Security issues in QEMU

My intention is to add support in QEMU for a new machine/platform. I just started this project, so I can’t say more details about it because I don’t know them. My question is related about the possible security issues that could occur. What are the main security problems about what I should take care?

Space-efficent storage of a trie as array of integers

I’m trying to efficiently store a list of strings in an array with the following constraints:

  • All strings consist of 8-bit characters (0..255).
  • The final trie is static, i.e. once it is built, no strings have to be inserted or removed.
  • Looking up a string of length $ m$ must be done in $ O(m)$ with a constant factor as low as possible.
  • The only available memory structure to store the data is an array of integers. In particular, there are no pointers or dynamic memory allocation.
  • Once an array is allocated, it cannot be resized and its memory cannot be released anymore.
  • Memory is rare, so the final data structure should be as compact as possible and no unnecessarily long arrays should be allocated.
  • Computation time is not important for the building phase, but for memory usage the consraints above apply.

Preface

My current approach is a trie that is stored in the array with the following structure:

$ $ \fbox{$ \vphantom{^M_M} \;i_0 \;\ldots\;i_{255}\;$ }\, \fbox{$ \vphantom{^M_M} \;i^*_0 \;\ldots\;i^*_{255}\;$ }\, \fbox{$ \vphantom{^M_M} \;w\;$ }\, \fbox{$ \vphantom{^M_M} \;\mathit{last}\;$ }\, \fbox{$ \vphantom{^M_M} \;B_0\;$ }\,\fbox{$ \vphantom{^M_M} \;B_1\;$ }\,\ldots $ $

where $ i_k$ is a mapping from each unique input character $ k$ to an integer $ 1 \leq i_k(c) \leq w$ with $ i^*$ being the corresponding reverse mapping of $ i$ . Each node in the trie is stored as a block $ B$ of size $ w+1$ . The mapping $ i$ is used to reduce the size of each block, because not the whole character range has to be stored but only the number of characters actually used. This comes at the expense of having one more indirection when looking up words. (The field $ \mathit{last}$ here is used as a pointer to the field after the last block in the array, used to find the next allocation point.)

Each block looks like this:

$ $ \fbox{$ \vphantom{^M_M} \;b\;$ }\, \fbox{$ \vphantom{^M_M} \;c_1 \;\ldots\;c_w\;$ } $ $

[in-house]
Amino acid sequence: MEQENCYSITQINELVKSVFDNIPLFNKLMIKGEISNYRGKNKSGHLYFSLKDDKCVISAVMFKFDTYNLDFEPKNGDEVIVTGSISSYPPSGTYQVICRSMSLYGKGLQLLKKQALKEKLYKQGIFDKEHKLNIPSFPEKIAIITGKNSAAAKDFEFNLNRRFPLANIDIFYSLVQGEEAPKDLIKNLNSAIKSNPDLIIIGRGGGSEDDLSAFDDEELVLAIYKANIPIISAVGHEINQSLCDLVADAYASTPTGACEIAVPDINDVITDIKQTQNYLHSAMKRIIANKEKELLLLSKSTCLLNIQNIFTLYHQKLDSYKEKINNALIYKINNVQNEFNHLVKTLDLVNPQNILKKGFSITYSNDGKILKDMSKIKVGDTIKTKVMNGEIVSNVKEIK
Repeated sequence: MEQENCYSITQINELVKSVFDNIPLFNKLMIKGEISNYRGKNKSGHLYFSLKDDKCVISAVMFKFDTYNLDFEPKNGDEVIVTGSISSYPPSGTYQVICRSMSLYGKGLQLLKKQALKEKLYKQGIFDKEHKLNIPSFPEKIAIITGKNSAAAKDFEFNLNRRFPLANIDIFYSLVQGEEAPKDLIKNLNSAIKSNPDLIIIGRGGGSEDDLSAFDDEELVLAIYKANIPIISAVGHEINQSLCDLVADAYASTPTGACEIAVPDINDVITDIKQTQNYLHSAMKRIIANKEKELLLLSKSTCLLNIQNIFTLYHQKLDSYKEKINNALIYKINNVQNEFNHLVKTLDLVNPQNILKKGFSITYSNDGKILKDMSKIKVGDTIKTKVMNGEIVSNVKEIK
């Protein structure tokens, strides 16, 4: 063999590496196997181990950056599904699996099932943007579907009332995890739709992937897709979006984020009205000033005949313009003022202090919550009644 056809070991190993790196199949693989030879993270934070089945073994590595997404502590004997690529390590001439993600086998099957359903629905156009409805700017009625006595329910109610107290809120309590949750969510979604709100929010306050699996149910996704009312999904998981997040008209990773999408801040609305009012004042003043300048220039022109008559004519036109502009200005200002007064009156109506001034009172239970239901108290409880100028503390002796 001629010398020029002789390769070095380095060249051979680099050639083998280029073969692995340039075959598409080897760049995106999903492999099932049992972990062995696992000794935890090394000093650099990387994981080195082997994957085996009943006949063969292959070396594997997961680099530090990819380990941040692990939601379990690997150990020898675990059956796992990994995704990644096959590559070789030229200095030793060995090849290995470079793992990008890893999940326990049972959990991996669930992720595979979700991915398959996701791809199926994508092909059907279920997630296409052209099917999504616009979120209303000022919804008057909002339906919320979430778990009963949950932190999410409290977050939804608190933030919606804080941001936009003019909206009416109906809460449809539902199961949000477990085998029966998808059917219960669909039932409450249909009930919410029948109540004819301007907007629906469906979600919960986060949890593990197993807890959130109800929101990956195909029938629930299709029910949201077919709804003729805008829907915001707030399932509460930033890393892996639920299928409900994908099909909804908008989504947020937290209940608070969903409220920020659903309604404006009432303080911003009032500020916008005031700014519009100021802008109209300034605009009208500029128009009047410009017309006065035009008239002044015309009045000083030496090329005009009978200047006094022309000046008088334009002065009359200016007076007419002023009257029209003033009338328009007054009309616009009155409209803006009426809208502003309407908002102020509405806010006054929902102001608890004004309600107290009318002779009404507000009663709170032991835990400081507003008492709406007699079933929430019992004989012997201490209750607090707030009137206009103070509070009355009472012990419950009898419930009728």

$ b$ is either 1 if the word represented by that block is in the trie, and 0 otherwise. $ c_i$ represent all unique input characters (after the $ i$ mapping). If the value of $ c_i$ is equal to 0, there is no entry for this character. Otherwise $ c_i$ is the index into the array at which the block to the following letter starts.

To build the trie, the first step is calculate the bijection $ i$ /$ i^*$ and $ w$ . Then new blocks are added with each prefix that isn’t already present in the trie.

Problem

While this approach works so far, my main problem is memory usage. The current approach is extremly memory expensive when only few words share longer prefixes (which is usally the case). Some tests show that the typical number of non-empty fields is only about 2-3% of the whole array. Another problem is that the final number of needed array fields is only available after the trie has already been built, i.e. I have to be conservative when allocating the memory to not get out of memory while adding new blocks.

My idea now was to use a compressed trie/radix trie instead with two types of blocks: 1) the ones above that represent nodes with several children, and 2) compressed blocks (similar to C char arrays) that represent suffixes in the trie. For example, when the words apple juice and apple tree should be stored in the tree, there would be seven normal blocks for the common prefix apple and a compressed block for each juice and tree. (Perhaps that would also allow to merge common suffixes for words with different prefixes.)

The problem with this is that is may lead to gaps in the array while building the trie. Consider the situation in the above example, in which only apply juice is stored as a compressed block in the trie. Now apple tree is inserted, which would lead to a removal of the apple juice block and addition of juice and tree blocks instead, which will not fit into the left hole in general.

Under the given constraints, can anyone see an algorithm to store strings most efficiently in the array while keeping the linear lookup time?

Is this statement of P = NP in Agda correct?

Looking for a completely formal and self-contained statement of P = NP in type theory, I stumbled upon this short Agda formalization (a cleaned up version is reproduced below).

The statement here does seem to express the problem correctly but I’m not entirely sure as the code is not well-commented. So my question is: is this an accurate statement of P = NP and if not how would one fix it?